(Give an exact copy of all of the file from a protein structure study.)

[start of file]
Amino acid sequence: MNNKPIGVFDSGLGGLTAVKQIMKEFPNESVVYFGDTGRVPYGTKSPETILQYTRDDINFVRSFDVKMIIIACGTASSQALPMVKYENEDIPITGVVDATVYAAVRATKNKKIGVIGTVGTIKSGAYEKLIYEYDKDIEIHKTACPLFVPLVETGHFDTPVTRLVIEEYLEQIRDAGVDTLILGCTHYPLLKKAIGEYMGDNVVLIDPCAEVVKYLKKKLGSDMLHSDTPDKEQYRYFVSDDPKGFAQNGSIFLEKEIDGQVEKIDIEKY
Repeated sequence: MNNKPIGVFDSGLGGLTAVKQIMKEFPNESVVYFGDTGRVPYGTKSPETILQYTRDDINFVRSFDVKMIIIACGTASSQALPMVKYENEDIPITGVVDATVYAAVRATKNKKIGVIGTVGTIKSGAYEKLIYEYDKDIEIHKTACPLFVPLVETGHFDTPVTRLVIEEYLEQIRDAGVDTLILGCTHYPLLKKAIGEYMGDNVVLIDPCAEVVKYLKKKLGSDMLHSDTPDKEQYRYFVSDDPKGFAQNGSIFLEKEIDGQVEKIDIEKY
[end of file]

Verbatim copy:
Amino acid sequence: MNNKPIGVFDSGLGGLTAVKQIMKEFPNESVVYFGDTGRVPYGTKSPETILQYTRDDINFVRSFDVKMIIIACGTASSQALPMVKYENEDIPITGVVDATVYAAVRATKNKKIGVIGTVGTIKSGAYEKLIYEYDKDIEIHKTACPLFVPLVETGHFDTPVTRLVIEEYLEQIRDAGVDTLILGCTHYPLLKKAIGEYMGDNVVLIDPCAEVVKYLKKKLGSDMLHSDTPDKEQYRYFVSDDPKGFAQNGSIFLEKEIDGQVEKIDIEKY
Repeated sequence: MNNKPIGVFDSGLGGLTAVKQIMKEFPNESVVYFGDTGRVPYGTKSPETILQYTRDDINFVRSFDVKMIIIACGTASSQALPMVKYENEDIPITGVVDATVYAAVRATKNKKIGVIGTVGTIKSGAYEKLIYEYDKDIEIHKTACPLFVPLVETGHFDTPVTRLVIEEYLEQIRDAGVDTLILGCTHYPLLKKAIGEYMGDNVVLIDPCAEVVKYLKKKLGSDMLHSDTPDKEQYRYFVSDDPKGFAQNGSIFLEKEIDGQVEKIDIEKY